The proposed new objective is roughly equivalent to the tenders and targets already in place in the provinces. WPPI, says CanWEA president Robert Hornung, was critical in getting provincial governments to take action on wind energy. With recent increases in the installed cost of wind plant, spurred largely by turbine prices jumping 15-20% in 2005, federal support is still necessary. Hornung expects the increased costs will be reflected in bid prices that are higher than in past tendering processes, a least over the next couple of years.
"We're a little worried that may cause provinces to begin to rethink or get a little hesitant about the bigger commitments they've made. We think it's important for the federal government to send a signal that it believes this technology is going to be an important contributor and cost-effective over the long term, and that they're willing to ensure that happens."
With other countries moving "further and faster" to develop their wind resources, warns Hornung, the current WPPI commitment to 4000 MW by 2010 may not be enough to attract hoped-for manufacturing capacity to Canada. "Canada is never going to be able to compete with China or some larger countries in terms of the number of megawatts. Where Canada has to be able to compete is in the stability of the marketplace," he says.
"That's why we're talking about another expansion, one that goes until 2014. It would give us almost a decade of policy certainty, which we think would make a difference in terms of influencing manufacturers in making their investment decisions, particularly vis-à-vis the United States."
Complicating CanWEA's request is the question of just which political party will be authoring the 2006 federal budget. The Liberal government, which created WPPI and expanded it last year, was defeated in a non-confidence motion in November, forcing a rare winter election campaign that will end with a January 23 vote. "What we're doing right now is bringing forward these proposals and educating the bureaucracy about them because they will have to deal with whoever comes into power," he says. "We're also talking to all parties about them."
At the same time as seeking more money for WPPI, the wind industry is wrangling with Natural Resources Canada (NRCan), the government department that administers the program, over proposed changes to its structure. Among other rule changes, NRCan proposes a capacity factor cap of 30% on WPPI payments. Under the current program rules, a developer signs a contribution agreement with NRCan based on a project's expected production over the first ten years, when the incentive payment of C$0.01/kWh is made. The problem, says NRCan's Jimmy Royer, is that actual production at the 14 wind farms commissioned under WPPI so far is about 20% below those projections. But NRCan has set aside funding to cover the higher capacity factor estimates and if the trend continues, says Royer, C$53 million out of the C$255 million in the original WPPI budget will not be spent.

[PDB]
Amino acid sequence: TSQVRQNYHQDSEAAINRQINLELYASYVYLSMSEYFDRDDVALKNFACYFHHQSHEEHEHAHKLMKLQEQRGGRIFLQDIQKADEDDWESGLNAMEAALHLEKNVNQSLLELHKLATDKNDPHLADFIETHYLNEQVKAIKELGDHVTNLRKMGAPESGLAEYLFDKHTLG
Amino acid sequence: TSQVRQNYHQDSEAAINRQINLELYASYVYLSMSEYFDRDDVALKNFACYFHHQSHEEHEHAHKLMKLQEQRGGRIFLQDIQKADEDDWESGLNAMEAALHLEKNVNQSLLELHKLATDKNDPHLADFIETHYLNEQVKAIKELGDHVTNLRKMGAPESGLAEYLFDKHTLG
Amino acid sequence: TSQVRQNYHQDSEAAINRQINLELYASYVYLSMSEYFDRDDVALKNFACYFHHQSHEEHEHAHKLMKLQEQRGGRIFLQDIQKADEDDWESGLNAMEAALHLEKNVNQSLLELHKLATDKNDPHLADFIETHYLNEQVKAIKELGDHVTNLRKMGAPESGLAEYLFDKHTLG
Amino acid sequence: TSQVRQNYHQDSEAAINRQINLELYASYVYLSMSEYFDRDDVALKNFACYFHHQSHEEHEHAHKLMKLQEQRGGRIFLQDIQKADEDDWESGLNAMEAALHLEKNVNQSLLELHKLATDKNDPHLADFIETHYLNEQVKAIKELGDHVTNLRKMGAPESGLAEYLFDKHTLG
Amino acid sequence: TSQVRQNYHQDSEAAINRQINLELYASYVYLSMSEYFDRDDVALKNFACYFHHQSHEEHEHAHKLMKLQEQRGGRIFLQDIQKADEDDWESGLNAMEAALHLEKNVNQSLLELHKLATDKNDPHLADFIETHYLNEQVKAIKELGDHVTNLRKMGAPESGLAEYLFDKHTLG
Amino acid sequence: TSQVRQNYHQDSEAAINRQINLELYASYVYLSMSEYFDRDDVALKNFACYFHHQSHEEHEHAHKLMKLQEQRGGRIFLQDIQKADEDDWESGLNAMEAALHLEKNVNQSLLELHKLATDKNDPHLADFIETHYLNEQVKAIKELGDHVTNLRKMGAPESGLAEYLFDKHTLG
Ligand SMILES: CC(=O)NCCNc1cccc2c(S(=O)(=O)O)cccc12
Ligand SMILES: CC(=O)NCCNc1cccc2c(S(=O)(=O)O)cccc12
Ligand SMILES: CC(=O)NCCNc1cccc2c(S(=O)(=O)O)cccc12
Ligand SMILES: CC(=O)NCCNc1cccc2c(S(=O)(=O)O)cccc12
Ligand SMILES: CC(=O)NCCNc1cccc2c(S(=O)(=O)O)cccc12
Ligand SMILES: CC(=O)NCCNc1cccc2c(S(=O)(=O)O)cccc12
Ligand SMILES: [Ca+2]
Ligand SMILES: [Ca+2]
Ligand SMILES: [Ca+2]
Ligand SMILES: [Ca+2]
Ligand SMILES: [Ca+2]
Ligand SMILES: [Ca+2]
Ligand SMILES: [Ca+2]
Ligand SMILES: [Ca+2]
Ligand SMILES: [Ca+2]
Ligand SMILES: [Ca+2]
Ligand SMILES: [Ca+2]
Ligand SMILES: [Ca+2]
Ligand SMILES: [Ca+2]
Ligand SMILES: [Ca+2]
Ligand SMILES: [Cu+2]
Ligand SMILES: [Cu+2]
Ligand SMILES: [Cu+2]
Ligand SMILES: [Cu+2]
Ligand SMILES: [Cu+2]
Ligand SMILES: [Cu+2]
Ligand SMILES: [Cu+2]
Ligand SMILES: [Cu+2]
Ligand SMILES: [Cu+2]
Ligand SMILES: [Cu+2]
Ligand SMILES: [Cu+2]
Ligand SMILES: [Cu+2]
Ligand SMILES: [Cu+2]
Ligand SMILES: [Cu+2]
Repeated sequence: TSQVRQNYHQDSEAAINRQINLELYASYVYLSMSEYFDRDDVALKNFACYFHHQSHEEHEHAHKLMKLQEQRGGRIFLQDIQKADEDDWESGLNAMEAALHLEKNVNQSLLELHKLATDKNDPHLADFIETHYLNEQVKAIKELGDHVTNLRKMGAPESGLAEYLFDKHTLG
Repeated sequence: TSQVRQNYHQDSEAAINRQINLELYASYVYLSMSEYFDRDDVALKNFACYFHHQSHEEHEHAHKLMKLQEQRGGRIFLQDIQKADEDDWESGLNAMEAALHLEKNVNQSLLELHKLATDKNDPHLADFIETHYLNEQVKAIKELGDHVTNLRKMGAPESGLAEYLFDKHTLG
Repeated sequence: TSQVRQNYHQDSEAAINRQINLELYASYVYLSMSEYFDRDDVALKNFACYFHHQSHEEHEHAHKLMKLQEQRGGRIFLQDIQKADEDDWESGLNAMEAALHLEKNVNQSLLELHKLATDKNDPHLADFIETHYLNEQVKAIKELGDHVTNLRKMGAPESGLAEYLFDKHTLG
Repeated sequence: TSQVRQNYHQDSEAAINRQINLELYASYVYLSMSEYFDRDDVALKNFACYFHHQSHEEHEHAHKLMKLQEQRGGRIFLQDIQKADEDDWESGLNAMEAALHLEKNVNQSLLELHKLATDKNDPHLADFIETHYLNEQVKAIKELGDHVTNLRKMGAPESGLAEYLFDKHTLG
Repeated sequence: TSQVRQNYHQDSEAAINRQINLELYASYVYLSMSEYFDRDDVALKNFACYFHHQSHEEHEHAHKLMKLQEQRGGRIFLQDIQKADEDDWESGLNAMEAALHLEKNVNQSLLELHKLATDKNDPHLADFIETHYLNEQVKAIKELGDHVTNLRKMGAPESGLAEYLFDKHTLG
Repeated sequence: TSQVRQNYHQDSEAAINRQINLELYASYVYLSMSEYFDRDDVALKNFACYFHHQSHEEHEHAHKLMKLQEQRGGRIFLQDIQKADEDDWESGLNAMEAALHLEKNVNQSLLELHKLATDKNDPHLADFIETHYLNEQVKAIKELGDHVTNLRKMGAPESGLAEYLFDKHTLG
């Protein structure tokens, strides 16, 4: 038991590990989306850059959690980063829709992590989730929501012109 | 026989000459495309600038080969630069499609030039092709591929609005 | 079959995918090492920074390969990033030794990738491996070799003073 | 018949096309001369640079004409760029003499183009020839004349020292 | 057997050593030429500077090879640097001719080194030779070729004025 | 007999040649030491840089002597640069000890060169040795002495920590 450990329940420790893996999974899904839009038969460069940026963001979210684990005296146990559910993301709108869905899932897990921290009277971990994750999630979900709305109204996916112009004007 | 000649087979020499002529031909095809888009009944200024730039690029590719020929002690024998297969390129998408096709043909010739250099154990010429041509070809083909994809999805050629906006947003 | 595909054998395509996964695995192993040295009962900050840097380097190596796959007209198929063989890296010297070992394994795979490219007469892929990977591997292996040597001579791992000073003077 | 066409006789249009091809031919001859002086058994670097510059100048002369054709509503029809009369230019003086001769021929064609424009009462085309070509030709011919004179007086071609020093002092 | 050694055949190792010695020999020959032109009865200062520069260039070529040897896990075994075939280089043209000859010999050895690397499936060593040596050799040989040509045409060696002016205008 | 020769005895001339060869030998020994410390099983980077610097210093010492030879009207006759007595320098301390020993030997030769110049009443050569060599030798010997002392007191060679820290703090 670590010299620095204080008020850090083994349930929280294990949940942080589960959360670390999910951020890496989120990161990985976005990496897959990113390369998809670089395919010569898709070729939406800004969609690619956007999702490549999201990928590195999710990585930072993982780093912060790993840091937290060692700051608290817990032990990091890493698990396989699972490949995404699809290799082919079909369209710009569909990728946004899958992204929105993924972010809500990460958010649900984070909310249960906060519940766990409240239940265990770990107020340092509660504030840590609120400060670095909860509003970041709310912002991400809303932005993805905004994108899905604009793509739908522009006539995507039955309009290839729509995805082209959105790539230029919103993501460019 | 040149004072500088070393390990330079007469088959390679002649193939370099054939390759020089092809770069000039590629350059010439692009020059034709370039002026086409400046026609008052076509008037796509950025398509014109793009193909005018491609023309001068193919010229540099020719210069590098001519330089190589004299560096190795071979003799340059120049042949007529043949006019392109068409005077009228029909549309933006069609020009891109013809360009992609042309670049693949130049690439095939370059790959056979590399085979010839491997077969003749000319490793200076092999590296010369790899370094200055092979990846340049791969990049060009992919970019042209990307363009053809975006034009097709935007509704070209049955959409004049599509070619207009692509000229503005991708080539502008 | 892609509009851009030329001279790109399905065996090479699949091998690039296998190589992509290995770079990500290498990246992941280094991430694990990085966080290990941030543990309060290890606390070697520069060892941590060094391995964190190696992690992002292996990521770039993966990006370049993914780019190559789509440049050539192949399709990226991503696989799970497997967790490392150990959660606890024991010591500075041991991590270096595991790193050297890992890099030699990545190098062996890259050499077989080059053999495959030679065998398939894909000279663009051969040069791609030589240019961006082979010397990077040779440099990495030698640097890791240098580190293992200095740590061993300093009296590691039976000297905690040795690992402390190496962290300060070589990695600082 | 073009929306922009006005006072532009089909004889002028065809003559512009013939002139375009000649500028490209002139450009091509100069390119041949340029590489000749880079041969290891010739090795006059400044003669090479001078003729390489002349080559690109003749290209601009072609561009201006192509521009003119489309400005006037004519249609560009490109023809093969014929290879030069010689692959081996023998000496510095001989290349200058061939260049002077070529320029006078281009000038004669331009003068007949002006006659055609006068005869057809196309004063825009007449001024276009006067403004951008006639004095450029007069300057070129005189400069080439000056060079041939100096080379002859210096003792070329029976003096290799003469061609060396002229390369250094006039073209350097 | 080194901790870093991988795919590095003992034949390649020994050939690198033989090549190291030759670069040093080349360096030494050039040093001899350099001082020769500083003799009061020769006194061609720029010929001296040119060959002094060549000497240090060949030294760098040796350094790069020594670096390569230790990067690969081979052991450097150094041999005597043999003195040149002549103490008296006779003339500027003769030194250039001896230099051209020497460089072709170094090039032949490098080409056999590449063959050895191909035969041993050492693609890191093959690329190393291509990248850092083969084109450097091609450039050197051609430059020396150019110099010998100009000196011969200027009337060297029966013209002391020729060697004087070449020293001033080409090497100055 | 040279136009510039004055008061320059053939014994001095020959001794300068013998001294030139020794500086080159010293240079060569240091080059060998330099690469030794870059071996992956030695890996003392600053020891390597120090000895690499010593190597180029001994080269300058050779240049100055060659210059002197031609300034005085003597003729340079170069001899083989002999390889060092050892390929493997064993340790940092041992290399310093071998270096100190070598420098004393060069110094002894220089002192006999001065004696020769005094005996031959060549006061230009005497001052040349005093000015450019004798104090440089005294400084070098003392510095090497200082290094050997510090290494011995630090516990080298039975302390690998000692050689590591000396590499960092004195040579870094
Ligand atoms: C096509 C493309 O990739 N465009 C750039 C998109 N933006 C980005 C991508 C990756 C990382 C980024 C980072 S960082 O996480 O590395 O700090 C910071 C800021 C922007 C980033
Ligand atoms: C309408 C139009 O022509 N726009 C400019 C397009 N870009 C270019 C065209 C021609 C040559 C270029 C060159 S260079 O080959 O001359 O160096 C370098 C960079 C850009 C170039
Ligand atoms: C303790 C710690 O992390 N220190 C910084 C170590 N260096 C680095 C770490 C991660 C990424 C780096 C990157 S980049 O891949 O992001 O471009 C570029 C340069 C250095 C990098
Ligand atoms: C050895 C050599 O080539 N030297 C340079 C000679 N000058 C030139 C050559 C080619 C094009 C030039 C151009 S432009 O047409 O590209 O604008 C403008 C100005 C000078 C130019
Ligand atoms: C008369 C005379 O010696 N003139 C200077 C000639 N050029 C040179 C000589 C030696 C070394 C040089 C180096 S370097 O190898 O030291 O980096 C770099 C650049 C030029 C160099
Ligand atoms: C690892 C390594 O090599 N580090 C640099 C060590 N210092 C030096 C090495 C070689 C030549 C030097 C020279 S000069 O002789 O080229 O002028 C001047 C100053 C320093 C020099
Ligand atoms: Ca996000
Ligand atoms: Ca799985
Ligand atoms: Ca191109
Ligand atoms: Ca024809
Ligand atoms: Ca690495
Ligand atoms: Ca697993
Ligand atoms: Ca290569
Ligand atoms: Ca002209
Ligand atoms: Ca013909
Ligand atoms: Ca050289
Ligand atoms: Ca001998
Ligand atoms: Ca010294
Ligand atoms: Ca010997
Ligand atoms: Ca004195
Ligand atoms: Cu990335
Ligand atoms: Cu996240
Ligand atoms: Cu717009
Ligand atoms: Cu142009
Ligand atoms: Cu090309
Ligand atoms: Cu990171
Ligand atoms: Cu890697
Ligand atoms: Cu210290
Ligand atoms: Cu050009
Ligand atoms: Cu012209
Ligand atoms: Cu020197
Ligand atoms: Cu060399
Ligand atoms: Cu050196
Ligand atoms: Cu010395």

As a result, NRCan wants to set a capacity factor cap on incentive payments when it distributes the C$920 million added to WPPI in the 2005 federal budget. "If we limit it at 30% we're sure every project will reach that level and all of the funds will be allocated," says Royer.
But CanWEA's Hornung says placing limits on incentive payments discriminates against projects and provinces with better wind regimes. "It provides absolutely the wrong signal to developers about where they should go and start building wind projects." At the same time, he says, the industry has no interest in seeing funds lapse. A better solution would be to set out a process to review a project's performance and, if necessary, renegotiate the WPPI contribution.
A second proposed change that has stirred controversy is the program's repayment clause, which is designed to ensure WPPI is not supporting projects that generate what the discussion paper describes as "excessive revenue." The proposal sets the revenue threshold at C$0.10/kWh, including the WPPI payment and any revenue from the sale of environmental attributes. If revenues rise beyond that limit, WPPI payments may be stopped and developers may even have pay back part of what they received. The plan, says Hornung, is "an absolute non-starter." The proposed limit could exclude small scale projects from WPPI and, with recent cost increases, even some large scale projects, he says.